Helion's Bombers at Suez

Author/Artists: John Dillon


Helion  Publishing


$29.95 MSRP from Casemate


Scott Van Aken

Notes: 72  pages, softcover
ISBN 978-1-914377-16-7

After WWII, Britain fairly rapidly lost much of what was once a very large empire. While the empire was disappearing, the attitude was not. This was fairly obvious in the reaction of then prime minister Anthony Eden to the take-over of the Suez canal by then Egyptian president Abdul Nassar. Working with the French and the Israelis, plans were made for the British to take over control of the canal from the Egyptians. This was very much opposed by the US president, Dwight Eisenhower and so the United States had no part in the subsequent hostilities.

As many of you know, this was the pretext of the 1956 invasion of Egyptian territory by the Israelis, and in fact, pretty much all the ground fighting was accomplished by the Israeli Army. For the British and the French, the majority of their efforts took place in the air. It is in this context that this book concentrates its efforts. Narrowing things down even more is that it only deals with bomber operations by the RAF.

At this time, the major bomber aircraft were the fairly new Vickers Valiant and the E.E. Canberra. The Valiant was designed as a nuclear bomber and was, frankly, not really suited for precision iron bomb operations. The Canberra, on the other hand, was well suited for this task, but was limited in the number of bombs that it could carry. One does not simply just start flying missions. Bases have to be found and stocks have to be positioned. For the RAF, it was fairly limited in regards to from where it could operate. Due to political considerations, it could only really operate from Malta and Cyprus. Malta meant a fairly long run which the Valiants could accomplish, but was fairly much at the limit for the Canberras. In Cyprus, there was only one base that could accommodate bombers and this one, at Nicosia, was not a big base so crowding would be an issue.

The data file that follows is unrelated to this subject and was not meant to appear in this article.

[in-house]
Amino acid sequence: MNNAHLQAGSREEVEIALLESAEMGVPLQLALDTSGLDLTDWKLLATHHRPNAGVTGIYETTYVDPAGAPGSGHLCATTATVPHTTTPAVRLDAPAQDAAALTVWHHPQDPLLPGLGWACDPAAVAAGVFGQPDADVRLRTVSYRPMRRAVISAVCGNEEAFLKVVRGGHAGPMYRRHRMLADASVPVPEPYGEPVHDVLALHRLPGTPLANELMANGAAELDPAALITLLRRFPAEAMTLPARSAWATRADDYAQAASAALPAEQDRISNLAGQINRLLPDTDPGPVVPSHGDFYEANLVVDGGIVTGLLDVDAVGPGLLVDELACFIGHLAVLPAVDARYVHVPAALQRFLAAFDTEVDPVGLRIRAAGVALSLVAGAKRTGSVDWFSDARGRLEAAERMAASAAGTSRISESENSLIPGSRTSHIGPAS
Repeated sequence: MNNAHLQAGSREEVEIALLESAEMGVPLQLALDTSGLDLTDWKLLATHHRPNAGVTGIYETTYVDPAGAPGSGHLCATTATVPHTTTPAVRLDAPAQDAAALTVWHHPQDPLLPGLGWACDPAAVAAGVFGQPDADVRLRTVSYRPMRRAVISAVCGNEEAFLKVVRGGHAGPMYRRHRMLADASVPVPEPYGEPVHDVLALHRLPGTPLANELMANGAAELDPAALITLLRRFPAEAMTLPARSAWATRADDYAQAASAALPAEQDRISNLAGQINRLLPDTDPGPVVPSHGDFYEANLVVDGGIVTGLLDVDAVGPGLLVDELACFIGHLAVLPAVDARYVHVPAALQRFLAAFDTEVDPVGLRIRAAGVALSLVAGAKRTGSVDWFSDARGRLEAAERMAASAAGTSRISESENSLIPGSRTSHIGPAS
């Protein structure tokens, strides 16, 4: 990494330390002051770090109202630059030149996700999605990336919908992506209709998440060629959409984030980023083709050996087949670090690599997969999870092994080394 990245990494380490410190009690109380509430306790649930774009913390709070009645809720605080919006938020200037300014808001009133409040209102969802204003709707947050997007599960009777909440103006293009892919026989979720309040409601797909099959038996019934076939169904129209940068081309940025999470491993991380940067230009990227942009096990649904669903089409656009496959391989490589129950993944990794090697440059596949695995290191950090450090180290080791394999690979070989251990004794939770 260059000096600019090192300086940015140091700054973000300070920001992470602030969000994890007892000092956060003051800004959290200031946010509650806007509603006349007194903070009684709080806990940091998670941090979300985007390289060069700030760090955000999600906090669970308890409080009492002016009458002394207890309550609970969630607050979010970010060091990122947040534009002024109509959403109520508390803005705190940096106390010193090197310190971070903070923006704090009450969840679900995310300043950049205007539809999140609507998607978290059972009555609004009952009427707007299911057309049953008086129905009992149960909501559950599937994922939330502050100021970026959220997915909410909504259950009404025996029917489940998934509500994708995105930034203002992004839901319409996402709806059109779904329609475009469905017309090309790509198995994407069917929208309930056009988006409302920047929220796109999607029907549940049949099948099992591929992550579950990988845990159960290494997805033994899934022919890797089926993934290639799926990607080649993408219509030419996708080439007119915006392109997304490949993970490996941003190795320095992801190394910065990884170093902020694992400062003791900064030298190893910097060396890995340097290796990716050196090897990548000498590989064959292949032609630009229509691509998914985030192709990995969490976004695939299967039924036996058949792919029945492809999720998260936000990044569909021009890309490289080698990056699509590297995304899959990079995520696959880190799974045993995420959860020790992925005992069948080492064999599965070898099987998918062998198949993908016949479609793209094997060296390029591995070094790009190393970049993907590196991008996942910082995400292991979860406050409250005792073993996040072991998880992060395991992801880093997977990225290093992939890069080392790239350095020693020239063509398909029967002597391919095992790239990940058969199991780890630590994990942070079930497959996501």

The author has done a superb job of researching this aspect of the Suez war, using both first hand accounts as well as squadron logs to make sense of the sequence of events. As in all record keeping, there are times when what is written conflicts with reality and those areas are acknowledged by the author. What evolves is a tale of poor planning at the higher levels, insufficient planning at local levels, mistakes and fairly poor performance by the aircraft and crews involved. Each mission is covered in as much detail as possible so the reader gets a good idea of what was going on at the time. In the end, the Suez War/Crisis was a major catastrophe for the British government, with the Israelis having to wait until another time to take over the Sinai and a UN peace-keeping force put in place which was the first time such a force was used.

As is the norm with these books from Helion, the research is first rate. The authors have interviewed a number of the participants and are able to provide the sorts of insights that you cannot get from other sources. The book has some very nice period photos as well as a center section that includes full color profiles and illustrations. In all, it adds to what is a superb series of histories and is a book that I can highly recommend to you.

November 2021

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